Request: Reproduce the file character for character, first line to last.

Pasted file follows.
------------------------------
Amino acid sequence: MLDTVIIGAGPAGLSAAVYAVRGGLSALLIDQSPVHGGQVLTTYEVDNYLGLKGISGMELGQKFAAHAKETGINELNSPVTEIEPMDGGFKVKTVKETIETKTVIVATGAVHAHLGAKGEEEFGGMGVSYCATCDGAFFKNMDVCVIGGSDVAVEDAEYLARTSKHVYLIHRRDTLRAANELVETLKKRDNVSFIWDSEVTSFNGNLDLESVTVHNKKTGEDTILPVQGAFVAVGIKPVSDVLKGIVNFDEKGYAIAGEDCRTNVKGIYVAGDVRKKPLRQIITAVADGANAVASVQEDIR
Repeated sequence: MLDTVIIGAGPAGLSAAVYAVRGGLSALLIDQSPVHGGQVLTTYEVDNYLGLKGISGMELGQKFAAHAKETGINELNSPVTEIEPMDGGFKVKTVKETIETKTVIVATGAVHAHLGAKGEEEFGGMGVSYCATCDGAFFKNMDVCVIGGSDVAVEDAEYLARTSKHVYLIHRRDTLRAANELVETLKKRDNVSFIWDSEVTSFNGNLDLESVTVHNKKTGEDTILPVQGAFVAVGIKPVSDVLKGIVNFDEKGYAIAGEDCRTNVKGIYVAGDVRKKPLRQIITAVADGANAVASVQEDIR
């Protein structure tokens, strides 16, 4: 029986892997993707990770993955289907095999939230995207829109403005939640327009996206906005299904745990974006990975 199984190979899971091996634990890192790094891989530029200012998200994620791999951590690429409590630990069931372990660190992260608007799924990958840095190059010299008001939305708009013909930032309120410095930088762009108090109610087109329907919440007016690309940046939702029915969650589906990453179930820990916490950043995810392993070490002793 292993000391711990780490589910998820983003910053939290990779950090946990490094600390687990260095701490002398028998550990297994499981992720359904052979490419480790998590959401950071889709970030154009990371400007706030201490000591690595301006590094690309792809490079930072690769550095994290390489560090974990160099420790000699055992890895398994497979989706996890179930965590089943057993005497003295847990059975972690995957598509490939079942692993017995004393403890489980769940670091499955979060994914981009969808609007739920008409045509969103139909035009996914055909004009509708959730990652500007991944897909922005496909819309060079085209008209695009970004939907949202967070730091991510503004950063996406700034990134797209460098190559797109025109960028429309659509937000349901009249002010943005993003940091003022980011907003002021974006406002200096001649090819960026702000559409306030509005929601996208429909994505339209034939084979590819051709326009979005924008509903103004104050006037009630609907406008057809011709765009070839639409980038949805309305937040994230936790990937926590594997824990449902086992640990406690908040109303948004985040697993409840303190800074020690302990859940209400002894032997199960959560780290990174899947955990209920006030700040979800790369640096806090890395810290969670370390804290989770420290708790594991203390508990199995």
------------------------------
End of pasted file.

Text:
Amino acid sequence: MLDTVIIGAGPAGLSAAVYAVRGGLSALLIDQSPVHGGQVLTTYEVDNYLGLKGISGMELGQKFAAHAKETGINELNSPVTEIEPMDGGFKVKTVKETIETKTVIVATGAVHAHLGAKGEEEFGGMGVSYCATCDGAFFKNMDVCVIGGSDVAVEDAEYLARTSKHVYLIHRRDTLRAANELVETLKKRDNVSFIWDSEVTSFNGNLDLESVTVHNKKTGEDTILPVQGAFVAVGIKPVSDVLKGIVNFDEKGYAIAGEDCRTNVKGIYVAGDVRKKPLRQIITAVADGANAVASVQEDIR
Repeated sequence: MLDTVIIGAGPAGLSAAVYAVRGGLSALLIDQSPVHGGQVLTTYEVDNYLGLKGISGMELGQKFAAHAKETGINELNSPVTEIEPMDGGFKVKTVKETIETKTVIVATGAVHAHLGAKGEEEFGGMGVSYCATCDGAFFKNMDVCVIGGSDVAVEDAEYLARTSKHVYLIHRRDTLRAANELVETLKKRDNVSFIWDSEVTSFNGNLDLESVTVHNKKTGEDTILPVQGAFVAVGIKPVSDVLKGIVNFDEKGYAIAGEDCRTNVKGIYVAGDVRKKPLRQIITAVADGANAVASVQEDIR
């Protein structure tokens, strides 16, 4: 029986892997993707990770993955289907095999939230995207829109403005939640327009996206906005299904745990974006990975 199984190979899971091996634990890192790094891989530029200012998200994620791999951590690429409590630990069931372990660190992260608007799924990958840095190059010299008001939305708009013909930032309120410095930088762009108090109610087109329907919440007016690309940046939702029915969650589906990453179930820990916490950043995810392993070490002793 292993000391711990780490589910998820983003910053939290990779950090946990490094600390687990260095701490002398028998550990297994499981992720359904052979490419480790998590959401950071889709970030154009990371400007706030201490000591690595301006590094690309792809490079930072690769550095994290390489560090974990160099420790000699055992890895398994497979989706996890179930965590089943057993005497003295847990059975972690995957598509490939079942692993017995004393403890489980769940670091499955979060994914981009969808609007739920008409045509969103139909035009996914055909004009509708959730990652500007991944897909922005496909819309060079085209008209695009970004939907949202967070730091991510503004950063996406700034990134797209460098190559797109025109960028429309659509937000349901009249002010943005993003940091003022980011907003002021974006406002200096001649090819960026702000559409306030509005929601996208429909994505339209034939084979590819051709326009979005924008509903103004104050006037009630609907406008057809011709765009070839639409980038949805309305937040994230936790990937926590594997824990449902086992640990406690908040109303948004985040697993409840303190800074020690302990859940209400002894032997199960959560780290990174899947955990209920006030700040979800790369640096806090890395810290969670370390804290989770420290708790594991203390508990199995």